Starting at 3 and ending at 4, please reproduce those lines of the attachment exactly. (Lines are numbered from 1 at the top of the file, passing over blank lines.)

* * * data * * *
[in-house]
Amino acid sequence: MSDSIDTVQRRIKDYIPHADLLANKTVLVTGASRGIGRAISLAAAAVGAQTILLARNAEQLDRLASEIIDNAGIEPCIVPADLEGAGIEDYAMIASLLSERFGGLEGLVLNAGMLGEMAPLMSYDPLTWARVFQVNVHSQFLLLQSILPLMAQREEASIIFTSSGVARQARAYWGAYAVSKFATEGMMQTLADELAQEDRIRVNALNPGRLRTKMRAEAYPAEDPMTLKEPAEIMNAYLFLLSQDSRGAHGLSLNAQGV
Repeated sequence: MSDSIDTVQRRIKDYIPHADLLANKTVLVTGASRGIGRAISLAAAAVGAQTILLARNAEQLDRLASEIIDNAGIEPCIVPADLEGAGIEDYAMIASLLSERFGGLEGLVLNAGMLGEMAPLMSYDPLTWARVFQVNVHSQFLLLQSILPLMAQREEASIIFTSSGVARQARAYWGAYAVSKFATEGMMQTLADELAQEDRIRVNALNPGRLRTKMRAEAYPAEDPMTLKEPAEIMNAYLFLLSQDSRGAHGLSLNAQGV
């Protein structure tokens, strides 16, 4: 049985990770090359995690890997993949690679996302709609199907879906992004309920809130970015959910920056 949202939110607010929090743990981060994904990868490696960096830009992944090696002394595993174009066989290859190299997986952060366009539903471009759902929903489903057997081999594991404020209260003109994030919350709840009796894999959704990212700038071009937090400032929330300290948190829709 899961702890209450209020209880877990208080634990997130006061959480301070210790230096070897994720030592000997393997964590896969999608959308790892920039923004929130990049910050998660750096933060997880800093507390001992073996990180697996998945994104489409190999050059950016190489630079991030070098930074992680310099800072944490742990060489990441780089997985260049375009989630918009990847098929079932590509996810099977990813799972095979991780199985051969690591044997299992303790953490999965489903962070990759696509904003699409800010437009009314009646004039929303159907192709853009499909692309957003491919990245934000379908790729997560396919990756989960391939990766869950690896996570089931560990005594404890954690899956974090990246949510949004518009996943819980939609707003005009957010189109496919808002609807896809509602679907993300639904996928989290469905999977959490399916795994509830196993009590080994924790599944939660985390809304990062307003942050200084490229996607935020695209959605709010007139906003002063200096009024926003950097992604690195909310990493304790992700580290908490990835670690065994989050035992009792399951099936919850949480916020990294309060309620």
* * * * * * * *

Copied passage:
Repeated sequence: MSDSIDTVQRRIKDYIPHADLLANKTVLVTGASRGIGRAISLAAAAVGAQTILLARNAEQLDRLASEIIDNAGIEPCIVPADLEGAGIEDYAMIASLLSERFGGLEGLVLNAGMLGEMAPLMSYDPLTWARVFQVNVHSQFLLLQSILPLMAQREEASIIFTSSGVARQARAYWGAYAVSKFATEGMMQTLADELAQEDRIRVNALNPGRLRTKMRAEAYPAEDPMTLKEPAEIMNAYLFLLSQDSRGAHGLSLNAQGV
């Protein structure tokens, strides 16, 4: 049985990770090359995690890997993949690679996302709609199907879906992004309920809130970015959910920056 949202939110607010929090743990981060994904990868490696960096830009992944090696002394595993174009066989290859190299997986952060366009539903471009759902929903489903057997081999594991404020209260003109994030919350709840009796894999959704990212700038071009937090400032929330300290948190829709 899961702890209450209020209880877990208080634990997130006061959480301070210790230096070897994720030592000997393997964590896969999608959308790892920039923004929130990049910050998660750096933060997880800093507390001992073996990180697996998945994104489409190999050059950016190489630079991030070098930074992680310099800072944490742990060489990441780089997985260049375009989630918009990847098929079932590509996810099977990813799972095979991780199985051969690591044997299992303790953490999965489903962070990759696509904003699409800010437009009314009646004039929303159907192709853009499909692309957003491919990245934000379908790729997560396919990756989960391939990766869950690896996570089931560990005594404890954690899956974090990246949510949004518009996943819980939609707003005009957010189109496919808002609807896809509602679907993300639904996928989290469905999977959490399916795994509830196993009590080994924790599944939660985390809304990062307003942050200084490229996607935020695209959605709010007139906003002063200096009024926003950097992604690195909310990493304790992700580290908490990835670690065994989050035992009792399951099936919850949480916020990294309060309620």